Get your free copy of the LIMS Buyer's Guide

 

 

 
 
 

Creative Commons License

Except where otherwise noted, the content provided on this site is licensed under a Creative Commons Attribution-NoDerivs 2.5 License.

 
Articles Detail

E-mail this page Email a link to this Page   

 
Zen and the Art of LIMS Troubleshooting


LIMSfinder >  Picture1 

Zen and the Art of LIMS Troubleshooting

By Brian Jack, Principal Consultant

 

A fellow consultant recently turned me on to the book Zen and the Art of Motorcycle Maintenance, which is a fascinating look into the philosophy of quality. While the premise of the book (at least I think it is the premise) is that science and art are not entirely inseparable, one of the effects the book had on me was that it made me revisit the "scientific method".

Although the words may not ring familiar, anyone having gone through a high school junior level chemistry class should remember the method of conducting science experiments:

  • Observe a phenomenon
  • Formulate an hypothesis
  • Design an experiment to test the hypothesis
  • Perform the experiment
  • Draw conclusions based on the data gathered

Through the analogy of motorcycle maintenance, the author illustrates how the scientific method is used effectively in everyday operations. This made me think about applications of the scientific method in everyday life. Of course, I found that in the world of LIMS and software development, there is the opportunity to practice the scientific method - we constantly find ourselves troubleshooting issues during the development and support of our applications. We don’t think about phenomena, hypotheses, and experiments in those terms regularly (at least I don't), but in reality, the art of a good troubleshooting session lies in following the scientific method. In other words, a troubleshooter, like a good mechanic or a scientist, doesn't draw conclusions prior to formulating a hypothesis, creating an experiment, and conducting the experiment.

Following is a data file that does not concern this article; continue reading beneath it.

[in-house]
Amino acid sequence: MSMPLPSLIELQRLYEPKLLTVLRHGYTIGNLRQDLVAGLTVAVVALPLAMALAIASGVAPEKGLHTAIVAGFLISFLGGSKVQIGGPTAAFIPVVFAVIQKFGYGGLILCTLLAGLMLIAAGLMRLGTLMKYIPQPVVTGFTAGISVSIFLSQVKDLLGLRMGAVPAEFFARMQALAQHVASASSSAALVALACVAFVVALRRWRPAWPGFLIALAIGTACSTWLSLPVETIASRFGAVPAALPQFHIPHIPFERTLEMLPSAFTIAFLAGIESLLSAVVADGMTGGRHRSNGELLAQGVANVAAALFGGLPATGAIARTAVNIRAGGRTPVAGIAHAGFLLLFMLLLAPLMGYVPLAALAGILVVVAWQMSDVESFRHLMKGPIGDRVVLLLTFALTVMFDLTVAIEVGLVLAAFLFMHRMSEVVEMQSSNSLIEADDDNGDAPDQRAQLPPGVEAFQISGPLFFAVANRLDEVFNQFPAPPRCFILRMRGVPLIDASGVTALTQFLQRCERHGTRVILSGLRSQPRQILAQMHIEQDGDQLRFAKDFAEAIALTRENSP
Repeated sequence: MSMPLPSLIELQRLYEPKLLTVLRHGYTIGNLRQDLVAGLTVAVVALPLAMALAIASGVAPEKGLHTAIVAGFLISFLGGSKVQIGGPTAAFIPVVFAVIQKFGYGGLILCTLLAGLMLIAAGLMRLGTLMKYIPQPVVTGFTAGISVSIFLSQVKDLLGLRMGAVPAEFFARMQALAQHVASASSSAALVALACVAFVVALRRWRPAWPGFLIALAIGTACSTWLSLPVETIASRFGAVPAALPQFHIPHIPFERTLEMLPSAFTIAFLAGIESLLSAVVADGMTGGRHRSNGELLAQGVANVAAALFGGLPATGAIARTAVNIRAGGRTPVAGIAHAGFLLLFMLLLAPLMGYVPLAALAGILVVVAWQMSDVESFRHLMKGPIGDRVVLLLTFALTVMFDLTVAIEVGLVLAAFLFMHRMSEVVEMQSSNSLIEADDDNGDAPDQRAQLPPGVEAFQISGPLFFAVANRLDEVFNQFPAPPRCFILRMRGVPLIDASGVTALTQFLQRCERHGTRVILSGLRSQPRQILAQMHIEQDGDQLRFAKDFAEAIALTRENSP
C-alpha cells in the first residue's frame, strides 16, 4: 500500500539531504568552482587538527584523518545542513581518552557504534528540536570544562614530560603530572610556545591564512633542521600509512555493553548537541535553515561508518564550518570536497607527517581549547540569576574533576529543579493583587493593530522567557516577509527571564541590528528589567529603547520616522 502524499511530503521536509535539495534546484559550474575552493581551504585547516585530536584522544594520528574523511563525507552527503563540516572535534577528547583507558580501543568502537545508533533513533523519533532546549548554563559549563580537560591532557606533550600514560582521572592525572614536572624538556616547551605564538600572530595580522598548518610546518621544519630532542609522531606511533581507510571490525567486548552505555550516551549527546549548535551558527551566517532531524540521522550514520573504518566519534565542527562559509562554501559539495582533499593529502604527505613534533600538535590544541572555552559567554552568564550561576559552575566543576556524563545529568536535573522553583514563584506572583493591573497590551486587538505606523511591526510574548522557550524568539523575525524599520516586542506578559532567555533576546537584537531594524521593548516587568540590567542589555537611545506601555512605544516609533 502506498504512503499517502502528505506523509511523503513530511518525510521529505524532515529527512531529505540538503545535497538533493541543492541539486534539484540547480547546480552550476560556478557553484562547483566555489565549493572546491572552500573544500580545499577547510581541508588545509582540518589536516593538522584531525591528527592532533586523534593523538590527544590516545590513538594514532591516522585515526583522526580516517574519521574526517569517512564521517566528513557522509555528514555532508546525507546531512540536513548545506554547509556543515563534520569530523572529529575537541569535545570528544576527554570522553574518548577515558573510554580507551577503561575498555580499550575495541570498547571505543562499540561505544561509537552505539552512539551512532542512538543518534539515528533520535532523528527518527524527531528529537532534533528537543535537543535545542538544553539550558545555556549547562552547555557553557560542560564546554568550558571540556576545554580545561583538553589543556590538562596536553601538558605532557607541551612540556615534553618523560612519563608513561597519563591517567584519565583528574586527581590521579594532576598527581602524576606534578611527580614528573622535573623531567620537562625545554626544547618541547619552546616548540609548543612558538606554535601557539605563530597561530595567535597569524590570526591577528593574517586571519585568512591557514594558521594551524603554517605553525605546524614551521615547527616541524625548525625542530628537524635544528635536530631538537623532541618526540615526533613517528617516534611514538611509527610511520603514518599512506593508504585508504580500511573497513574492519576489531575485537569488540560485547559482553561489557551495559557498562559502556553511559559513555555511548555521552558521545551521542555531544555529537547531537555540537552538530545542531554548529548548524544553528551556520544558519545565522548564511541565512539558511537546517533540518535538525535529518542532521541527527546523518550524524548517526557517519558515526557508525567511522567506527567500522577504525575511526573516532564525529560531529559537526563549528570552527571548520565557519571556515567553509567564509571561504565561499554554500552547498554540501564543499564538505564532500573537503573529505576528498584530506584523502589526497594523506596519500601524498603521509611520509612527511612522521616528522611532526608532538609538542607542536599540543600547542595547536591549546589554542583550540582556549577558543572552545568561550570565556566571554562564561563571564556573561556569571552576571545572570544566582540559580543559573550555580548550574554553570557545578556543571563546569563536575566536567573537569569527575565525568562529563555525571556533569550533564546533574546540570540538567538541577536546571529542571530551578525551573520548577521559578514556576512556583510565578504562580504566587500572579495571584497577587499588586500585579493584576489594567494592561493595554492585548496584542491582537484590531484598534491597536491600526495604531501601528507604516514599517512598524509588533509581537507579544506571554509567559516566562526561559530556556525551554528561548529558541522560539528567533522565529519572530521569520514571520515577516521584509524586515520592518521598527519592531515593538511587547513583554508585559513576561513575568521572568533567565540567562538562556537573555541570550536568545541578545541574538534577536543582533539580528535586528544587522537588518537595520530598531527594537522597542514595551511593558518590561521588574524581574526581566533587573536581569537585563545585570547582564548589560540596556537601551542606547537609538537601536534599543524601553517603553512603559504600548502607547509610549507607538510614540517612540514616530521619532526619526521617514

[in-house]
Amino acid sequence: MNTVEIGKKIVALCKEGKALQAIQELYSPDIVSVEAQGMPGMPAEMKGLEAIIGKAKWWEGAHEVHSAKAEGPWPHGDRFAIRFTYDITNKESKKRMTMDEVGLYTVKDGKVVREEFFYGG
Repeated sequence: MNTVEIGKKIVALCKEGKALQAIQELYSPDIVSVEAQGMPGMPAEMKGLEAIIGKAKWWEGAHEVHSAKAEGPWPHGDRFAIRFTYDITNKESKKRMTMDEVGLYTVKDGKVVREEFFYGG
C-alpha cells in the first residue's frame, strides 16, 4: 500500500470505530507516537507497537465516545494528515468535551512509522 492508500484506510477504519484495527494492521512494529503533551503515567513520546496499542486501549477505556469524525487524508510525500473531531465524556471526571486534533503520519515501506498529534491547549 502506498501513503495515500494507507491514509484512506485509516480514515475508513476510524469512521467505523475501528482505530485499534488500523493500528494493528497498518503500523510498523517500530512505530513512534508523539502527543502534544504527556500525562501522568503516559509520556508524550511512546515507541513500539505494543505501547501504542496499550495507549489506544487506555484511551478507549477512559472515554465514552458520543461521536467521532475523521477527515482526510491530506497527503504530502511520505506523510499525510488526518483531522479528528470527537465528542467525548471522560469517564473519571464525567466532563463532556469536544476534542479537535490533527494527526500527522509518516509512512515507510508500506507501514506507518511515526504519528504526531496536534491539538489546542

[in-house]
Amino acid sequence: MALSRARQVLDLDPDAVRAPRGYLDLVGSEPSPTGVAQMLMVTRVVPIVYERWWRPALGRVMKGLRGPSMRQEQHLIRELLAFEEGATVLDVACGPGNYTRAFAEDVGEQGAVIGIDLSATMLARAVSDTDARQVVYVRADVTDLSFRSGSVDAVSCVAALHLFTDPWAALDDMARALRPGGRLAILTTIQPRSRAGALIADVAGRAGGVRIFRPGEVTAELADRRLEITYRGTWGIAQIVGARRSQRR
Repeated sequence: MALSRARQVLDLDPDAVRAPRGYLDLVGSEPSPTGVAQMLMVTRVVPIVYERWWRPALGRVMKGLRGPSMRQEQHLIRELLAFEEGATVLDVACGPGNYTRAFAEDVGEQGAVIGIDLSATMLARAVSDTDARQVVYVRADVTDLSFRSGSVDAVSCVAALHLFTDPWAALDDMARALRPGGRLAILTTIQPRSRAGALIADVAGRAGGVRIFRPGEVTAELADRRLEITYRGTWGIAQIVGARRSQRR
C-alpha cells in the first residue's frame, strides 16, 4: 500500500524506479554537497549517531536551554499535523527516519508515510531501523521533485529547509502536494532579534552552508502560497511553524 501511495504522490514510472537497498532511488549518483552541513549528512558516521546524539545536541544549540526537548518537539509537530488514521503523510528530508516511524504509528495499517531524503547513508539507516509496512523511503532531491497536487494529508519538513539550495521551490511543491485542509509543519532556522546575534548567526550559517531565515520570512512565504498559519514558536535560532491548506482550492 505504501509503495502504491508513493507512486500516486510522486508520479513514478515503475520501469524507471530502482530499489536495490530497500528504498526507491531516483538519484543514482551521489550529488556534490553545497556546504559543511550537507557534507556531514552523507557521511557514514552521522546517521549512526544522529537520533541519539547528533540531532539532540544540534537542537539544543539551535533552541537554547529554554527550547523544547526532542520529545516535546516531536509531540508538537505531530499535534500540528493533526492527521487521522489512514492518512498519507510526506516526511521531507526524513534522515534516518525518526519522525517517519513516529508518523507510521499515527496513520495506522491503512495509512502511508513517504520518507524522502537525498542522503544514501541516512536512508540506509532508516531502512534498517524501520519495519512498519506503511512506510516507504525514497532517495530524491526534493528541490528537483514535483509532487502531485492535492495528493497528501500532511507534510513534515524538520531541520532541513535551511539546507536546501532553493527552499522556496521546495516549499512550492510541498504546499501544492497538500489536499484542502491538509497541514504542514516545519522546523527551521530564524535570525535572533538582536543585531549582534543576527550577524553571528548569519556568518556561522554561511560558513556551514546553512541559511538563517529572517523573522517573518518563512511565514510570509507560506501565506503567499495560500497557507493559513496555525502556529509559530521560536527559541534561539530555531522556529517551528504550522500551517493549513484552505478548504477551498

I tell anyone that listens that I love working support desks for LIMS projects. My reasons for liking it have always been vague. I'll say something like: "I like solving puzzles” (but in real life I hate puzzles) or “I like the fact that each problem is like it's own little project and has a beginning and end.” But I realize now that the real reason is that I like following the scientific method in order to learn. Before joining LIMS implementation teams, I was an analytical chemist. Troubleshooting problems in a support organization brings me closer to my roots of chemistry experiments.

Now, Robert Pirsig, author of Zen and the Art of Motorcycle Maintenance made the point in his book that those that excel at the scientific method do so because they are in touch with the quality aspects of the job. That gets into the "Zen" part of the method. And again, in the book, motorcycle maintenance is the example used. Never mind. Read the book- whether you agree or disagree, it is worth the time spent.

I don’t know if I completely agree with the idea that quality gives birth to the subjective and objective, but I have come to believe that those that enjoy LIMS troubleshooting (I mean really enjoy it) are those that were trained in the scientific method and use it automatically. Conversely, those that do not excel or enjoy LIMS troubleshooting do not know the scientific method. I am going to be exploring this more with my associates to see if this theory holds true.

About the author: Brian Jack is a Principal Consultant and partner at J&R Consulting, Inc, a consulting firm specializing in LIMS systems.. Weekly articles on LIMS software and contact information can be found at www.jandrconsult.com .

 
Posted by: limsfinder on Jul 05,05| Profile| LIMS - Laboratory Information Management Systems

COMMENTS


signupor loginto post a comment.


Enter New Comments: